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A Mother Through Her Son’s Eyes

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The following is lifted from Augustine’s Confessions as presented in a Logos Software acknowledged at the end of the page.  I have annotated it so that it would be easier to read.  The subject of this page is Monica herself, Augustine’s mom.  We know her generally as the mother who suffered on account of her son.  But that is only a part of the picture.  She also had to bear being the wife of a husband who was both unfaithful and violent.  Augustine praises her for having lived with his father Patricius without having her face bashed in like the battered wives in their neighborhood who dared question their husbands’ virtues.  But I wouldn’t expect the woman of our times to accept Monica’s strategy.  Submissiveness, specially to husbands, is not considered a virtue nowadays.  Augustine also writes about his mother’s ways towards her mother-in-law and her attitude towards the neighborhood gossips.  In the end, Monica won her husband to the Church and her own wayward son.

Wife of a Violent and Unfaithful Man

Young St. Monica from the John Nava StudioBeing thus modestly and soberly trained, and rather made subject by Thee to her parents, than by her parents to Thee, when she had arrived at a marriageable age, she was given to a husband whom she served as her lord. And she busied herself to gain him to Thee, preaching Thee unto him by her behaviour; by which Thou madest her fair, and reverently amiable, and admirable unto her husband. For she so bore the wronging of her bed as never to have any dissension with her husband on account of it. For she waited for Thy mercy upon him, that by believing in Thee he might become chaste. And besides this, as he was earnest in friendship, so was he violent in anger; but she had learned that an angry husband should not be resisted, neither in deed, nor even in word. But so soon as he was grown calm and tranquil, and she saw a fitting moment, she would give him a reason for her conduct, should he have been excited without cause. In short, while many matrons, whose husbands were more gentle, carried the marks of blows on their dishonoured faces, and would in private conversation blame the lives of their husbands, she would blame their tongues, monishing them gravely, as if in jest: “That from the hour they heard what are called the matrimonial tablets read to them, they should think of them as instruments whereby they were made servants; so, being always mindful of their condition, they ought not to set themselves in opposition to their lords.” And when they, knowing what a furious husband she endured, marvelled that it had never been reported, nor appeared by any indication, that Patricius had beaten his wife, or that there had been any domestic strife between them, even for a day, and asked her in confidence the reason of this, she taught them her rule, which I have mentioned above. They who observed it experienced the wisdom of it, and rejoiced; those who observed it not were kept in subjection, and suffered.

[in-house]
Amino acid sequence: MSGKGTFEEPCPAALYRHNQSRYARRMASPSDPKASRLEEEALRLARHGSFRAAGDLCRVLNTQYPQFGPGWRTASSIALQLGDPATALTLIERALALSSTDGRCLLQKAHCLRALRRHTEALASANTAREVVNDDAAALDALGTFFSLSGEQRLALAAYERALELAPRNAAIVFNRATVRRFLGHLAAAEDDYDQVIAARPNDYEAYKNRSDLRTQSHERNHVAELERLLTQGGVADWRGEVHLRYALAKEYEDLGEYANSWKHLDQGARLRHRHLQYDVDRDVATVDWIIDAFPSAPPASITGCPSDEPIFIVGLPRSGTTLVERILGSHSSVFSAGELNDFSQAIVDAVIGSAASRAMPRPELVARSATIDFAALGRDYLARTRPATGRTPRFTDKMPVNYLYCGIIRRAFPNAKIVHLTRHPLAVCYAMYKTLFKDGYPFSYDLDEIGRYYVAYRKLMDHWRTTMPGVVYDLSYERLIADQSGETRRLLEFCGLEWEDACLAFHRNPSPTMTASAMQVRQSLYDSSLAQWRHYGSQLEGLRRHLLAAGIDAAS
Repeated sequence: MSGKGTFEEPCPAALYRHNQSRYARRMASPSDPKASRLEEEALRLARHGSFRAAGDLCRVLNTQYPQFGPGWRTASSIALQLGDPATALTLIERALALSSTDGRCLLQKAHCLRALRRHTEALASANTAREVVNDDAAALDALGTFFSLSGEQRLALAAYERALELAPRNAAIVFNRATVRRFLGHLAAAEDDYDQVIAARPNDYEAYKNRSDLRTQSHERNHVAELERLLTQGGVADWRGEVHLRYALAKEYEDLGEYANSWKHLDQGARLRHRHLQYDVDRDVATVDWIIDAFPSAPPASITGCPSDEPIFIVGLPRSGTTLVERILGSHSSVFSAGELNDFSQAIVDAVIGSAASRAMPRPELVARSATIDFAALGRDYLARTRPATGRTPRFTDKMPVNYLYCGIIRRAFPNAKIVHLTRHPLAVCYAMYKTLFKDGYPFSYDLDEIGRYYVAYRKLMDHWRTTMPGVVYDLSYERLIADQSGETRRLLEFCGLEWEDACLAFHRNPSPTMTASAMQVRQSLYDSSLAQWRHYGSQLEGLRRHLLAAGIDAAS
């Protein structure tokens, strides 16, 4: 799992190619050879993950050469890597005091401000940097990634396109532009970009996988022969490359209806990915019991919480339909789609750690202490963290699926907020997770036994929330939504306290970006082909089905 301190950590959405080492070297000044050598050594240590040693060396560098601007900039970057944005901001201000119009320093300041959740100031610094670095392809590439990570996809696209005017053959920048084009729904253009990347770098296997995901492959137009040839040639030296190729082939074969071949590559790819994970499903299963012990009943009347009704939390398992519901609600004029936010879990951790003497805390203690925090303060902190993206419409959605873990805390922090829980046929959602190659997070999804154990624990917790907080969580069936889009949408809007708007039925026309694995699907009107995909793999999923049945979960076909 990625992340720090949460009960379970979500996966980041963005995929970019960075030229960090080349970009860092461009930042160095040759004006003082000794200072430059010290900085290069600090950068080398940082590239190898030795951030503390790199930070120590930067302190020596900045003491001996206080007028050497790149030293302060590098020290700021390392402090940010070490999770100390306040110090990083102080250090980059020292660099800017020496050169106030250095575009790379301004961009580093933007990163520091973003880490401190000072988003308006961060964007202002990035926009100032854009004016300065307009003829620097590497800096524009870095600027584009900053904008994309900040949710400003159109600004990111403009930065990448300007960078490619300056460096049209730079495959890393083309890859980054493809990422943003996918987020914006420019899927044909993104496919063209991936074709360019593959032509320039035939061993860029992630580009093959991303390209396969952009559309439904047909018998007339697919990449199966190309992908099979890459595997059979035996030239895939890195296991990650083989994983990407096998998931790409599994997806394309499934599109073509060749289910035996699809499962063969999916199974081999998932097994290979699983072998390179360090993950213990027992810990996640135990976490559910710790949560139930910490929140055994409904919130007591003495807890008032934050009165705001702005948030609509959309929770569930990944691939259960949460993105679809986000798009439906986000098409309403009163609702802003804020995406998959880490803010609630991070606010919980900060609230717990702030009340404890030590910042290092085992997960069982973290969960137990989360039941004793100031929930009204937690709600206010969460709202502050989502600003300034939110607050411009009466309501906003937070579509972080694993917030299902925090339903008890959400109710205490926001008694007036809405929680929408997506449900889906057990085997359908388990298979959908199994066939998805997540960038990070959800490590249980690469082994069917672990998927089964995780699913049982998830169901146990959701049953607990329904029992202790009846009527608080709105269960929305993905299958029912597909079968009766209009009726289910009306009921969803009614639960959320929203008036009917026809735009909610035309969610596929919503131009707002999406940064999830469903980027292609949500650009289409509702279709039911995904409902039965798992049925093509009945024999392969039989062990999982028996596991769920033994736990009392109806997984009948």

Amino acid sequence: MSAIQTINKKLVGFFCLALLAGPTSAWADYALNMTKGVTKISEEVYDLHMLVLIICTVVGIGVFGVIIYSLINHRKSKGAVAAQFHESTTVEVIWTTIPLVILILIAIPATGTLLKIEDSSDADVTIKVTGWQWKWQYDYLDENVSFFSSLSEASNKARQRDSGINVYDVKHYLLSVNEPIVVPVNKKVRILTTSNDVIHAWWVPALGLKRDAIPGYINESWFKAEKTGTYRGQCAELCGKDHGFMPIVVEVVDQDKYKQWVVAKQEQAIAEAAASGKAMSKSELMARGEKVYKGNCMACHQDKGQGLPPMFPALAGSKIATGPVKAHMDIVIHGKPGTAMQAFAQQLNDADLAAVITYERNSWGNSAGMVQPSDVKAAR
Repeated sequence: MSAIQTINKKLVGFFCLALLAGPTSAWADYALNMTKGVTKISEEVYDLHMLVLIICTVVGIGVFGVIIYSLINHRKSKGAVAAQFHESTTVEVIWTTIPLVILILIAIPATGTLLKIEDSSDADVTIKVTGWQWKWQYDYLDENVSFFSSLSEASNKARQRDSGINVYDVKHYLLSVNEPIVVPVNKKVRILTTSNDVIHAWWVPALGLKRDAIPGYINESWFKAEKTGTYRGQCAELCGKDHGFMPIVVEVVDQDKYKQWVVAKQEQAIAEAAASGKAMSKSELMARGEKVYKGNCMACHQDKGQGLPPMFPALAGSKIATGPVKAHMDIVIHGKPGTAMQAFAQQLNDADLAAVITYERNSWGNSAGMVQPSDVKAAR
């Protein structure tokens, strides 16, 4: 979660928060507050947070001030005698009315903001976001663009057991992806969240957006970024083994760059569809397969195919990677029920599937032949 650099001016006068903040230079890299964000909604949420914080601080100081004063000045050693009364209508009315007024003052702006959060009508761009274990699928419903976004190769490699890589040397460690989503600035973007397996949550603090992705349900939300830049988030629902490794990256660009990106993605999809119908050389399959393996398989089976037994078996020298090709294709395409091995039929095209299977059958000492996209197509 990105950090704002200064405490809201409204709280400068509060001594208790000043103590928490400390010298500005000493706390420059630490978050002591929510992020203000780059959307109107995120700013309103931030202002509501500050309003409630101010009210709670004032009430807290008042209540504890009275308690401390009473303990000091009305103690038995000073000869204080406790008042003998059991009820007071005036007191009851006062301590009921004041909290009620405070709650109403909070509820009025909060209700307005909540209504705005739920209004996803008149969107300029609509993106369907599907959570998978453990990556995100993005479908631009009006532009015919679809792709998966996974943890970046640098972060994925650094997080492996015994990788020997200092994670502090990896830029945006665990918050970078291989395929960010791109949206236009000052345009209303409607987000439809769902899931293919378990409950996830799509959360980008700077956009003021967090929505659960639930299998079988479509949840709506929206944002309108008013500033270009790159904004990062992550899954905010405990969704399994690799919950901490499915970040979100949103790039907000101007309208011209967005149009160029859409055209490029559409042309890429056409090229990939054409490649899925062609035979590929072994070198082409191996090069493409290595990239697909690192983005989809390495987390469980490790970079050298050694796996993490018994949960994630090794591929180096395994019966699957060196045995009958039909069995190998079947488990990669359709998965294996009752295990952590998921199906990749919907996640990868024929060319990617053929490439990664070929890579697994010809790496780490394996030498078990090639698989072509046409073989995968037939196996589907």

Overcoming The Prejudice of a Mother-In-Law